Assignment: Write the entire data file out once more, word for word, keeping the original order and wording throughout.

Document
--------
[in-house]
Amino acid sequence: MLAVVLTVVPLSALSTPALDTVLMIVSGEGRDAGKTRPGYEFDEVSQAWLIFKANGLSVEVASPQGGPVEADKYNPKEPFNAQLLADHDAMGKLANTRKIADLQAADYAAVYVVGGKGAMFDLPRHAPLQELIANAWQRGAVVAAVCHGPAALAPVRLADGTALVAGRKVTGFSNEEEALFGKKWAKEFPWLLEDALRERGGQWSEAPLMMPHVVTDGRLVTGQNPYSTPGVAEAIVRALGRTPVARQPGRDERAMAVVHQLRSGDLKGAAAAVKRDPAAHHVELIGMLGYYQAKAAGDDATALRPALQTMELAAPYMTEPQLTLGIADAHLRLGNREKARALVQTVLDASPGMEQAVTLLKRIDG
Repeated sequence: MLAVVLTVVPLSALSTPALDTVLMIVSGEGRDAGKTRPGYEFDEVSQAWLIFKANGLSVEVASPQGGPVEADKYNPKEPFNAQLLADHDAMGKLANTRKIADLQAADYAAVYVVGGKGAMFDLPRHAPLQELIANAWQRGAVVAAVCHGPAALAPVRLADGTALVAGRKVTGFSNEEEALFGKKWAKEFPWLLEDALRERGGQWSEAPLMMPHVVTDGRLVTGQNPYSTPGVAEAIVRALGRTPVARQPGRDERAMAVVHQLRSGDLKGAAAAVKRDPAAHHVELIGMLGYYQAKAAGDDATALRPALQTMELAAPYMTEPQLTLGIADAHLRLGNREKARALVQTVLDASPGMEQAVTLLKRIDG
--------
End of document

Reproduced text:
[in-house]
Amino acid sequence: MLAVVLTVVPLSALSTPALDTVLMIVSGEGRDAGKTRPGYEFDEVSQAWLIFKANGLSVEVASPQGGPVEADKYNPKEPFNAQLLADHDAMGKLANTRKIADLQAADYAAVYVVGGKGAMFDLPRHAPLQELIANAWQRGAVVAAVCHGPAALAPVRLADGTALVAGRKVTGFSNEEEALFGKKWAKEFPWLLEDALRERGGQWSEAPLMMPHVVTDGRLVTGQNPYSTPGVAEAIVRALGRTPVARQPGRDERAMAVVHQLRSGDLKGAAAAVKRDPAAHHVELIGMLGYYQAKAAGDDATALRPALQTMELAAPYMTEPQLTLGIADAHLRLGNREKARALVQTVLDASPGMEQAVTLLKRIDG
Repeated sequence: MLAVVLTVVPLSALSTPALDTVLMIVSGEGRDAGKTRPGYEFDEVSQAWLIFKANGLSVEVASPQGGPVEADKYNPKEPFNAQLLADHDAMGKLANTRKIADLQAADYAAVYVVGGKGAMFDLPRHAPLQELIANAWQRGAVVAAVCHGPAALAPVRLADGTALVAGRKVTGFSNEEEALFGKKWAKEFPWLLEDALRERGGQWSEAPLMMPHVVTDGRLVTGQNPYSTPGVAEAIVRALGRTPVARQPGRDERAMAVVHQLRSGDLKGAAAAVKRDPAAHHVELIGMLGYYQAKAAGDDATALRPALQTMELAAPYMTEPQLTLGIADAHLRLGNREKARALVQTVLDASPGMEQAVTLLKRIDG